Before we get into the fifth chapter of the New Testament gospel of John, I feel it absolutely necessary to set the events which would take place in the fifth chapter against the backdrop of what we find in the fourth chapter, as well as the words which we find in the first chapter of the New Testament gospel of John. If you read the fourth chapter of the New Testament gospel of John you will find it written that many of the Samaritans believed on Jesus because of the word which the woman had spoken unto them. After Jesus had spent two full days walking with them, fellowshipping with them, talking with them, speaking with them, and undoubtedly teaching them, many more Samaritans believed on Him. What’s. more, is that those within Samaria would declare unto the woman how they initially believed on Jesus because of the words which she had spoken unto them, but how they now believe—not only because of her saying, but because of spending time with the Messiah, and even listening to and hearing the words which He spoke among them in their midst. The Samaritans who spent time talking and speaking with Jesus the Christ would declare unto this woman that they believed all the more because of spending time in the presence of Jesus, and because of spending time in the presence of Jesus, they would emphatically declare that He was indeed the Christ, the Saviour of the world. As you continue moving on in the fourth chapter you will find it written concerning the nobleman who had approached Jesus that he initially believed the word which Jesus spoke concerning his son, and when he learned that the very hour his son’s condition improved was the hour in which Jesus declared unto him that his son would live—not only did he himself believe all the more in Jesus, but also his entire household believed on Jesus. Pause for a moment and consider the fact that Jesus didn’t even have to journey and walk with this nobleman in order for him to believe the word which Jesus had spoken concerning his son, and Jesus didn’t even have to enter into the house of this nobleman in order for he himself, and his entire household to believe on Jesus who was the Christ, the Saviour of the world. All it took was Jesus speaking a single word to the nobleman concerning his son living, and the nobleman learning that it was at the very hour when Jesus made that declaration that his son would recover from his sickness for an entire family and household to be radically changed and transformed. How absolutely remarkable and wonderful it is to think about and even consider the fact that an entire household could be changed simply by a single word Jesus spoke unto this nobleman father concerning his son who was sick and on the verge of death. What we find toward the end of the fourth chapter of the New Testament gospel of John is not only the nobleman believing on Jesus the Christ, but also his entire household—simply because of the word which Jesus spoke concerning his son. It is against the backdrop of the Samaritans believing on Jesus that He was the Christ and the Savior of the world, and against the backdrop of the nobleman and his entire household believing on Jesus that I call your attention to the words which the apostle John wrote and recorded in the first chapter of the gospel:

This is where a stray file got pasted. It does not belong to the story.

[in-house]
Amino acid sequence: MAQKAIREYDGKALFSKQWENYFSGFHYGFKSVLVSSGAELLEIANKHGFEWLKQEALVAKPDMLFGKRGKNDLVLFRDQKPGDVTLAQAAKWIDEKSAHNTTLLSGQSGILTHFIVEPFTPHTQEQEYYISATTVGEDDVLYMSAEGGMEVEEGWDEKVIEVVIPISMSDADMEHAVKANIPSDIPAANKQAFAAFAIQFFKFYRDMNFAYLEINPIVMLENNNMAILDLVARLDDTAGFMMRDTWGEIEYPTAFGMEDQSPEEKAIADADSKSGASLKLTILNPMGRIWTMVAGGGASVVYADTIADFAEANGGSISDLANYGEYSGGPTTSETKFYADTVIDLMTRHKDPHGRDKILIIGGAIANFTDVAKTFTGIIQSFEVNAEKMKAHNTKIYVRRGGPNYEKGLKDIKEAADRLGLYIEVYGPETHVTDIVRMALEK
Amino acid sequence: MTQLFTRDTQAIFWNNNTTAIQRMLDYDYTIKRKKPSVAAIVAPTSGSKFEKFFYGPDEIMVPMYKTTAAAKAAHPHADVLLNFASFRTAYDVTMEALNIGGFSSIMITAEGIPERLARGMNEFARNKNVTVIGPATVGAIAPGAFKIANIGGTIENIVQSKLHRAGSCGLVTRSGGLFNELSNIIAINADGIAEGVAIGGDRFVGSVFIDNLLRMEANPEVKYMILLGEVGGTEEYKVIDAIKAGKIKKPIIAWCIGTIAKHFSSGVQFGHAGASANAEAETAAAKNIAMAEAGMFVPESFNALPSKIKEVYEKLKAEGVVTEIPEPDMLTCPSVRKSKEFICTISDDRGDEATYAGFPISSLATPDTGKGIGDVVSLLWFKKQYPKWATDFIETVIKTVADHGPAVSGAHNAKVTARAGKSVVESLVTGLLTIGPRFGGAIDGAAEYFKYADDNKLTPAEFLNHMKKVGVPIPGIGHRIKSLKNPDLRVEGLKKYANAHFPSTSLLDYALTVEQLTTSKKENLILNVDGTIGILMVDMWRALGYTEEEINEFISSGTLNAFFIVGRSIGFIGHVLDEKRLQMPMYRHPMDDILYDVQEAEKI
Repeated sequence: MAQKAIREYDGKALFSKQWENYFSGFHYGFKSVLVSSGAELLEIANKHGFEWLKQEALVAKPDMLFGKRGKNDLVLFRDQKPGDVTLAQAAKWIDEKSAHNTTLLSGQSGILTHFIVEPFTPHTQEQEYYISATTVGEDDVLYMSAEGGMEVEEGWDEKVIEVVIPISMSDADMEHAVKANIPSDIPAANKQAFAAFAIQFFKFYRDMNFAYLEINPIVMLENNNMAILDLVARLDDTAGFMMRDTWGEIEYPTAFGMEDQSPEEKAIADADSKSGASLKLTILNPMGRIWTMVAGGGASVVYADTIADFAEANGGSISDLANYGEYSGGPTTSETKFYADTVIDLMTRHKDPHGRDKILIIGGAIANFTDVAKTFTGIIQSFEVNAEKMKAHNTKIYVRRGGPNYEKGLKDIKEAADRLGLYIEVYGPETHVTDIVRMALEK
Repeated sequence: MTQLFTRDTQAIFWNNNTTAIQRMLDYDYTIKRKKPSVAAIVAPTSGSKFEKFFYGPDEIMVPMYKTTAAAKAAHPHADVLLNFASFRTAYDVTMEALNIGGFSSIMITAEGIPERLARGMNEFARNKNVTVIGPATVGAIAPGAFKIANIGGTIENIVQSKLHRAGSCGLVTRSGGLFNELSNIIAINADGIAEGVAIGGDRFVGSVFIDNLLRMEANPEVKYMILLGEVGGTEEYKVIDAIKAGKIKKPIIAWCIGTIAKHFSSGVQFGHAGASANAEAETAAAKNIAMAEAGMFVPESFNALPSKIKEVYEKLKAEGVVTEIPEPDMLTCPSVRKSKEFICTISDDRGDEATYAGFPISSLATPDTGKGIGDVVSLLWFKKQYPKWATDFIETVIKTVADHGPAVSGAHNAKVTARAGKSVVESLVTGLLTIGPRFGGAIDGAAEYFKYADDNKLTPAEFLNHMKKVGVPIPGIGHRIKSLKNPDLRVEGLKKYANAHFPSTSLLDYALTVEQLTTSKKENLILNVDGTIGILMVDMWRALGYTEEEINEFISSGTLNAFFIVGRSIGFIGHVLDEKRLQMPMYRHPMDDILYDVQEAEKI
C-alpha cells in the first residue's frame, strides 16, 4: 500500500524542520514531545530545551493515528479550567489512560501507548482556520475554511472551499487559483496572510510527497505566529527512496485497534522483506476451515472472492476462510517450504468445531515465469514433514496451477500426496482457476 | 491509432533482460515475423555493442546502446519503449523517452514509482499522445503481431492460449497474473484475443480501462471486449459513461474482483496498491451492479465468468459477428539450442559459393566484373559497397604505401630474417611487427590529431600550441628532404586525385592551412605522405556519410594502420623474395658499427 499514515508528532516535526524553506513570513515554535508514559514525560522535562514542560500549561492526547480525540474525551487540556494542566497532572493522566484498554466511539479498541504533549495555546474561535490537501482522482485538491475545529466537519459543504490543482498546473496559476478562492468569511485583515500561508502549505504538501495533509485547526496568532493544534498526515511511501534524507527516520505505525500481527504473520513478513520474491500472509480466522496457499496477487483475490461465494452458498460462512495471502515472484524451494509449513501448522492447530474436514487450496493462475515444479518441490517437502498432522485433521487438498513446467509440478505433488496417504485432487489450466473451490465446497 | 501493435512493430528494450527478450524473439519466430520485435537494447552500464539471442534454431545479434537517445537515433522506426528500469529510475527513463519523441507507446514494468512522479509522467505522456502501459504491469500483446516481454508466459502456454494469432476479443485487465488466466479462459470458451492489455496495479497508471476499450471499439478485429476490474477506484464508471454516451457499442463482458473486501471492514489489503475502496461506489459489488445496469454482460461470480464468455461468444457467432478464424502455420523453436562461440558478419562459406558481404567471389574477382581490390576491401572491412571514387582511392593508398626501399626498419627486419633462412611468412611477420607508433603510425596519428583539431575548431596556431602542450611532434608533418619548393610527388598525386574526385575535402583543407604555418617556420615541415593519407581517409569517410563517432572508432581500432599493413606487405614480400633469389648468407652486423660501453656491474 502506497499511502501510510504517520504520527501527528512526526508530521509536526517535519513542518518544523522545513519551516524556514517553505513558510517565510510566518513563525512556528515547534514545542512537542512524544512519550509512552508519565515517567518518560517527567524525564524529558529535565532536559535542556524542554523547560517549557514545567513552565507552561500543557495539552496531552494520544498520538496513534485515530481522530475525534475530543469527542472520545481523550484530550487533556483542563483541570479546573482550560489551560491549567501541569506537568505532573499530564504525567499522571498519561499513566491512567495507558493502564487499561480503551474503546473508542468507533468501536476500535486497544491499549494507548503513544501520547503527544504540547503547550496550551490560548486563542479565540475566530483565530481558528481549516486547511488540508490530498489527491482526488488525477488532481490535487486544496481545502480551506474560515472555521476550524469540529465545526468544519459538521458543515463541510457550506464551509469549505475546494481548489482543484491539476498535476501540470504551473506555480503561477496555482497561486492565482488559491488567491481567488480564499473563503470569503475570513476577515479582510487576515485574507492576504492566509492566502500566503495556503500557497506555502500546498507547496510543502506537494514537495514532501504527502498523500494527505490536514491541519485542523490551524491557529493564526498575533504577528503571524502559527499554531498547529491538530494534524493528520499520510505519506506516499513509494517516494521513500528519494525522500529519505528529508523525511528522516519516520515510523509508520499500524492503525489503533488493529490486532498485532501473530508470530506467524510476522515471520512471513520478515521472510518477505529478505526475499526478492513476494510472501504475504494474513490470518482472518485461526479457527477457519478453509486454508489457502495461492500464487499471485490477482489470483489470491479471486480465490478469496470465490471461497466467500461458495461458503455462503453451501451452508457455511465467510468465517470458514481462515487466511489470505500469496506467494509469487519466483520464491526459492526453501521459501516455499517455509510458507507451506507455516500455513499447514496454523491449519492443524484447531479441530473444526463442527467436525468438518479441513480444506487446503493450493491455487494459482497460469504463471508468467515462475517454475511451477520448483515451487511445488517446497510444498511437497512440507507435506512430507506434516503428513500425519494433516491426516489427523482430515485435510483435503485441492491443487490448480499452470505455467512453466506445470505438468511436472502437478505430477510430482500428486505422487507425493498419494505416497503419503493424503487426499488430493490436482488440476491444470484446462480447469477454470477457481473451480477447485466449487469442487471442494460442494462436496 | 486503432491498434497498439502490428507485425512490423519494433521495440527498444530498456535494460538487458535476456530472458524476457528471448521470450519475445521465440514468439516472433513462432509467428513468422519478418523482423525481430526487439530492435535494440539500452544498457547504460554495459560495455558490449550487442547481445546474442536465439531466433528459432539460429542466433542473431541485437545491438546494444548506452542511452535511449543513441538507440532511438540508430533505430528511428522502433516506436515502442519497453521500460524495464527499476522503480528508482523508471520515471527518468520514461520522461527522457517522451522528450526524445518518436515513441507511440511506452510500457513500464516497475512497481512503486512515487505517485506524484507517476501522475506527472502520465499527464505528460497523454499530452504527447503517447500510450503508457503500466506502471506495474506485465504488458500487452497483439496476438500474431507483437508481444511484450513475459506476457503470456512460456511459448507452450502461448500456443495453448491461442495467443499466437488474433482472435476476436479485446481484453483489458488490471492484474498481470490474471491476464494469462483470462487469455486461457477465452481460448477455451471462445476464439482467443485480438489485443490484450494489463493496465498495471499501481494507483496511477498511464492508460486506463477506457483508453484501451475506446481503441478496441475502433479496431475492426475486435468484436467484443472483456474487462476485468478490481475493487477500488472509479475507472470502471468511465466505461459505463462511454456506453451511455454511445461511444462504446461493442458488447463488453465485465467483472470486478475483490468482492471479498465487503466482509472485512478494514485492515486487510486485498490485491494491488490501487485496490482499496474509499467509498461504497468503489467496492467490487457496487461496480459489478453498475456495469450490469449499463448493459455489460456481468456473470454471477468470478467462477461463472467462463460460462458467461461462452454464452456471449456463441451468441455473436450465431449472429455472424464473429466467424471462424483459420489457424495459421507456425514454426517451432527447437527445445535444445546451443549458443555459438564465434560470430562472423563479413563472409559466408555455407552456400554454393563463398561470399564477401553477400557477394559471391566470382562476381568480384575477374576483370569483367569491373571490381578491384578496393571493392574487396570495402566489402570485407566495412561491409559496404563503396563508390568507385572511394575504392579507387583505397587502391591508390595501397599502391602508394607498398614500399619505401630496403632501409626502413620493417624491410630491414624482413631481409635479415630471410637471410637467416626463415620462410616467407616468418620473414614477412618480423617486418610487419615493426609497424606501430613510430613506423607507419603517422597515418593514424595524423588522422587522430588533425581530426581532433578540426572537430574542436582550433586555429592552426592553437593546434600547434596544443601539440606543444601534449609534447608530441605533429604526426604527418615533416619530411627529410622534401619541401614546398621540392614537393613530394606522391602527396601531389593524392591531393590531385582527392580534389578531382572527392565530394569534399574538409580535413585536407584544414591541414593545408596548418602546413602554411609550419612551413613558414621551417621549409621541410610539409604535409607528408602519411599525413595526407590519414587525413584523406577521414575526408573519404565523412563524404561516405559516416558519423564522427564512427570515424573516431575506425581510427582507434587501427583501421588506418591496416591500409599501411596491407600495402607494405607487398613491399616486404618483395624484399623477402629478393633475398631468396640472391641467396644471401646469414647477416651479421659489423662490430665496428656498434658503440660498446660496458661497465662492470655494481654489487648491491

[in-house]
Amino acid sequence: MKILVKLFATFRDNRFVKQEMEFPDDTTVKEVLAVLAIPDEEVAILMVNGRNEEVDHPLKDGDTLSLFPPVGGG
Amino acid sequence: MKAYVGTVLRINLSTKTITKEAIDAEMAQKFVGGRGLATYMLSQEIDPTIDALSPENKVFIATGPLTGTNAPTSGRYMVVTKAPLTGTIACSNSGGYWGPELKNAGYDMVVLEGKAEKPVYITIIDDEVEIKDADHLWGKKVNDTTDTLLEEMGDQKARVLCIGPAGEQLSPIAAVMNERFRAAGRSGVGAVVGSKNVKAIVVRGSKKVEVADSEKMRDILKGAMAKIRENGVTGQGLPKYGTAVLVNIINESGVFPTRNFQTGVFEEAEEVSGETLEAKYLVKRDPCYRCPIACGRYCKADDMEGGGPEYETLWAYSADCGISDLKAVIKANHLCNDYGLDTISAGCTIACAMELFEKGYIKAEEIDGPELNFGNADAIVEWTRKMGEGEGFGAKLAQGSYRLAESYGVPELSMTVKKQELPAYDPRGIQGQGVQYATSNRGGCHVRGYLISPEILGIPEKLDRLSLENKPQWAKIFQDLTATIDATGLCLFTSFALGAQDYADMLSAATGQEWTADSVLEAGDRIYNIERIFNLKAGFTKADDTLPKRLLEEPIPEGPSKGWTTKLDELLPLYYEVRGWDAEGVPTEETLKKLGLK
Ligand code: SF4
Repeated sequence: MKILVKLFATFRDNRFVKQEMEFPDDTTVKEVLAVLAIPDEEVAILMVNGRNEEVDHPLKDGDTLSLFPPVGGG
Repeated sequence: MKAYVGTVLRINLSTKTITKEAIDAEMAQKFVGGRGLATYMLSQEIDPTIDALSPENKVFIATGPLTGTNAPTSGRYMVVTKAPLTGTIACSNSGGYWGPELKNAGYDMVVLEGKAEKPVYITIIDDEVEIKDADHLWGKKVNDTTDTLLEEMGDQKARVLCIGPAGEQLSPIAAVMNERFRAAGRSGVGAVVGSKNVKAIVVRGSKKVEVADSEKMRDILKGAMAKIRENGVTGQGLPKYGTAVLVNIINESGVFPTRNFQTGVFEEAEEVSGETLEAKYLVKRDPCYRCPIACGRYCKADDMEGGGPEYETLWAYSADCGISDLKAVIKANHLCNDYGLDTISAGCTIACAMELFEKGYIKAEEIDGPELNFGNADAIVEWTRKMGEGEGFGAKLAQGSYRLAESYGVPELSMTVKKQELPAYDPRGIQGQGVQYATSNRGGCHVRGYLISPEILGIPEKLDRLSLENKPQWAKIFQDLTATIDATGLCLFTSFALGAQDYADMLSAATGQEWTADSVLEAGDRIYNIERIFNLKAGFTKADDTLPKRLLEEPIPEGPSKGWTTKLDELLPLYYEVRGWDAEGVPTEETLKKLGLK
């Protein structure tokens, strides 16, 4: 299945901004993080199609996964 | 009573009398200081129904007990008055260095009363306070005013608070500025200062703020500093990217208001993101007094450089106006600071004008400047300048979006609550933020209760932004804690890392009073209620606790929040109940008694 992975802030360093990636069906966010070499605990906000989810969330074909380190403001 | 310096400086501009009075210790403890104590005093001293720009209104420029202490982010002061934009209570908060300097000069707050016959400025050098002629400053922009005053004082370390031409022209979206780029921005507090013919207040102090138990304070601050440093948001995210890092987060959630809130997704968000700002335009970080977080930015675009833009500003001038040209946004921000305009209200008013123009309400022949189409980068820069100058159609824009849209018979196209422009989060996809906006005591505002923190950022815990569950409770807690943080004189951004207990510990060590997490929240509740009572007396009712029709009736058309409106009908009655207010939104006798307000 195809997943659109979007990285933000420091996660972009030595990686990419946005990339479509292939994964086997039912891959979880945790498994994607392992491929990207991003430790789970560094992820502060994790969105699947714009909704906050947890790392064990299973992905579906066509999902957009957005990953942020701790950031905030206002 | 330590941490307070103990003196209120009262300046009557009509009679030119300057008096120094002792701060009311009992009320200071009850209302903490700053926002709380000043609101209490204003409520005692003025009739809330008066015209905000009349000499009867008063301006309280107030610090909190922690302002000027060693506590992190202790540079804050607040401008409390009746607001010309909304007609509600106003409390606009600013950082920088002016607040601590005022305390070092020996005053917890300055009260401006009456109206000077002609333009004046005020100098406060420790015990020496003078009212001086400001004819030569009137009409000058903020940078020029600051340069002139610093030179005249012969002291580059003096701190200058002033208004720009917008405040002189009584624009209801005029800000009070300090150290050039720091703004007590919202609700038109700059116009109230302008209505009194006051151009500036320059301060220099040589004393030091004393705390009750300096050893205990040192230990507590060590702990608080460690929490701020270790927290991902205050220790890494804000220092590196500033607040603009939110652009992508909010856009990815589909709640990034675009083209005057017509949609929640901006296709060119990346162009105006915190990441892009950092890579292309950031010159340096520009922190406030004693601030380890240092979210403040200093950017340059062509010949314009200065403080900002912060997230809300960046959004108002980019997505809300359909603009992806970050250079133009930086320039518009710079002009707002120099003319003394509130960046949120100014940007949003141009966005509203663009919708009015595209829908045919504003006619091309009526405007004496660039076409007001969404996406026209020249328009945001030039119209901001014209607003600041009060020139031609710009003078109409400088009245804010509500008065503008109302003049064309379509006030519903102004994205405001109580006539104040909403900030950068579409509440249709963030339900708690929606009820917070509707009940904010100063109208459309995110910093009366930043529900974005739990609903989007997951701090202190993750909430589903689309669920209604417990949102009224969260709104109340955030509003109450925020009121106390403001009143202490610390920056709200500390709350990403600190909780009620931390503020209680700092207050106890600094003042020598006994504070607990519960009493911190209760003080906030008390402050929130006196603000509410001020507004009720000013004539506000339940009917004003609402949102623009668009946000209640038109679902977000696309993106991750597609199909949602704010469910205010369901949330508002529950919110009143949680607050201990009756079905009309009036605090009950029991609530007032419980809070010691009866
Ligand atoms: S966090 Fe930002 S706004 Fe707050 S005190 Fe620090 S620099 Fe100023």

“There was a man sent from God, whose name was John. The same came for a witness, to bear witness of the Light, that all men through Him might believe. He was not that Light, but was sent to bear witness of that Light. That was the true Light, which lighteth every man that cometh into the world. He was in the world, and the world was made by Him, and the world knew Him not. HE came unto His own, and His own receive Him not. But as many as received Him, to them gave He power to become the sons of God, even to them that believe on His name: which were born, not of blood, nor of the will of the flesh, nor of the will o man, but of God. And the Word was made flesh, and dwelt among us, (and we beheld his glory, the glory as of the only begotten of the Father,) full of grace and truth. John bare witness of him, and cried, saying, This was he of whom I spake, He that cometh after me is preferred before me: for he was before me. And of His fullness have all we received, and grace for grace. For the law was given by Moses, but grace and truth came by Jesus Christ. NO man hath seen God at any time; the only begotten Son, which is in the bosom of the Father, He hath declared Him” (John 1:6-18).